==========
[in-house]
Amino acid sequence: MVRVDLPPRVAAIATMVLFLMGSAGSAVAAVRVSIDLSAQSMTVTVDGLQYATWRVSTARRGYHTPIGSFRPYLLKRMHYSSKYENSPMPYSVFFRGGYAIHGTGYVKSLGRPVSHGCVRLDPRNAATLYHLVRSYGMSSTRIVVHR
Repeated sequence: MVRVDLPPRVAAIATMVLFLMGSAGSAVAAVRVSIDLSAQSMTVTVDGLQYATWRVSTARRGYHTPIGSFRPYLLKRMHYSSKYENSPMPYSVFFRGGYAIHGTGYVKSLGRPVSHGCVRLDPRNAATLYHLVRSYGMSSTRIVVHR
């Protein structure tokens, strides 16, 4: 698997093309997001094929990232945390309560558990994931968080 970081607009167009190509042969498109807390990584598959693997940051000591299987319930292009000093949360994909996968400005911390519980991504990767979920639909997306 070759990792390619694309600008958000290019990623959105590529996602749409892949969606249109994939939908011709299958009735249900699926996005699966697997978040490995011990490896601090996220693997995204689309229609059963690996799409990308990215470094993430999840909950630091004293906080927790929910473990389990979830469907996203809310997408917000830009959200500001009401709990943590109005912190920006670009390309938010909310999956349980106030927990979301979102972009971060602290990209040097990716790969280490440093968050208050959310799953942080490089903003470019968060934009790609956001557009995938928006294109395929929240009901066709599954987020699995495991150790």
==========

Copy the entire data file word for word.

[in-house]
Amino acid sequence: MVRVDLPPRVAAIATMVLFLMGSAGSAVAAVRVSIDLSAQSMTVTVDGLQYATWRVSTARRGYHTPIGSFRPYLLKRMHYSSKYENSPMPYSVFFRGGYAIHGTGYVKSLGRPVSHGCVRLDPRNAATLYHLVRSYGMSSTRIVVHR
Repeated sequence: MVRVDLPPRVAAIATMVLFLMGSAGSAVAAVRVSIDLSAQSMTVTVDGLQYATWRVSTARRGYHTPIGSFRPYLLKRMHYSSKYENSPMPYSVFFRGGYAIHGTGYVKSLGRPVSHGCVRLDPRNAATLYHLVRSYGMSSTRIVVHR
């Protein structure tokens, strides 16, 4: 698997093309997001094929990232945390309560558990994931968080 970081607009167009190509042969498109807390990584598959693997940051000591299987319930292009000093949360994909996968400005911390519980991504990767979920639909997306 070759990792390619694309600008958000290019990623959105590529996602749409892949969606249109994939939908011709299958009735249900699926996005699966697997978040490995011990490896601090996220693997995204689309229609059963690996799409990308990215470094993430999840909950630091004293906080927790929910473990389990979830469907996203809310997408917000830009959200500001009401709990943590109005912190920006670009390309938010909310999956349980106030927990979301979102972009971060602290990209040097990716790969280490440093968050208050959310799953942080490089903003470019968060934009790609956001557009995938928006294109395929929240009901066709599954987020699995495991150790």